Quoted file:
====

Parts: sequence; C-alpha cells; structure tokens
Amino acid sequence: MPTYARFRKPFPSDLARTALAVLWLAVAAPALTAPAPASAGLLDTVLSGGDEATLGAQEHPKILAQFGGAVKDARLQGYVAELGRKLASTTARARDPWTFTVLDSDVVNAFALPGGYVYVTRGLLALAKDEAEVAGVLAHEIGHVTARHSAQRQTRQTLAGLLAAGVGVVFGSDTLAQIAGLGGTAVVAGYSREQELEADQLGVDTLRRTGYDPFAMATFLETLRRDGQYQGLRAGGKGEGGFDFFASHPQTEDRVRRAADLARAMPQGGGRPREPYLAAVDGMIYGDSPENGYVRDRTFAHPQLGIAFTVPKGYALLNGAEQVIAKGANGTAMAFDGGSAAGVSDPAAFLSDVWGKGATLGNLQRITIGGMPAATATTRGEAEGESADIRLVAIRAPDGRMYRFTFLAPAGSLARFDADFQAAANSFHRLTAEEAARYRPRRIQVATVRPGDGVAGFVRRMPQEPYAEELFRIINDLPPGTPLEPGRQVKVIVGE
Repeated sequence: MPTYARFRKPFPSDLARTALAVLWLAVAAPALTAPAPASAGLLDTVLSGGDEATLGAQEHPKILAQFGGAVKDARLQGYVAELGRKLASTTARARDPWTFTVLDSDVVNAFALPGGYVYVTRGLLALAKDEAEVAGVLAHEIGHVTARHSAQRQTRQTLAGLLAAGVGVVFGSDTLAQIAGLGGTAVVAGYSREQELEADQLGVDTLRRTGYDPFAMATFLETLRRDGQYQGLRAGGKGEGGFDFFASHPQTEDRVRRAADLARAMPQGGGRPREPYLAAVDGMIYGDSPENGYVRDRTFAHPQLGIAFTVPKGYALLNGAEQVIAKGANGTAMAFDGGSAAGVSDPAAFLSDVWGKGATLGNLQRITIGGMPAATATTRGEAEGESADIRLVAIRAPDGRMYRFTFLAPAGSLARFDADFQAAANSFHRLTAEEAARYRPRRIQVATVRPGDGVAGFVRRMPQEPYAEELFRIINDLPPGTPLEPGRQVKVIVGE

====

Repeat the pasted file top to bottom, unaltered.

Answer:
Parts: sequence; C-alpha cells; structure tokens
Amino acid sequence: MPTYARFRKPFPSDLARTALAVLWLAVAAPALTAPAPASAGLLDTVLSGGDEATLGAQEHPKILAQFGGAVKDARLQGYVAELGRKLASTTARARDPWTFTVLDSDVVNAFALPGGYVYVTRGLLALAKDEAEVAGVLAHEIGHVTARHSAQRQTRQTLAGLLAAGVGVVFGSDTLAQIAGLGGTAVVAGYSREQELEADQLGVDTLRRTGYDPFAMATFLETLRRDGQYQGLRAGGKGEGGFDFFASHPQTEDRVRRAADLARAMPQGGGRPREPYLAAVDGMIYGDSPENGYVRDRTFAHPQLGIAFTVPKGYALLNGAEQVIAKGANGTAMAFDGGSAAGVSDPAAFLSDVWGKGATLGNLQRITIGGMPAATATTRGEAEGESADIRLVAIRAPDGRMYRFTFLAPAGSLARFDADFQAAANSFHRLTAEEAARYRPRRIQVATVRPGDGVAGFVRRMPQEPYAEELFRIINDLPPGTPLEPGRQVKVIVGE
Repeated sequence: MPTYARFRKPFPSDLARTALAVLWLAVAAPALTAPAPASAGLLDTVLSGGDEATLGAQEHPKILAQFGGAVKDARLQGYVAELGRKLASTTARARDPWTFTVLDSDVVNAFALPGGYVYVTRGLLALAKDEAEVAGVLAHEIGHVTARHSAQRQTRQTLAGLLAAGVGVVFGSDTLAQIAGLGGTAVVAGYSREQELEADQLGVDTLRRTGYDPFAMATFLETLRRDGQYQGLRAGGKGEGGFDFFASHPQTEDRVRRAADLARAMPQGGGRPREPYLAAVDGMIYGDSPENGYVRDRTFAHPQLGIAFTVPKGYALLNGAEQVIAKGANGTAMAFDGGSAAGVSDPAAFLSDVWGKGATLGNLQRITIGGMPAATATTRGEAEGESADIRLVAIRAPDGRMYRFTFLAPAGSLARFDADFQAAANSFHRLTAEEAARYRPRRIQVATVRPGDGVAGFVRRMPQEPYAEELFRIINDLPPGTPLEPGRQVKVIVGE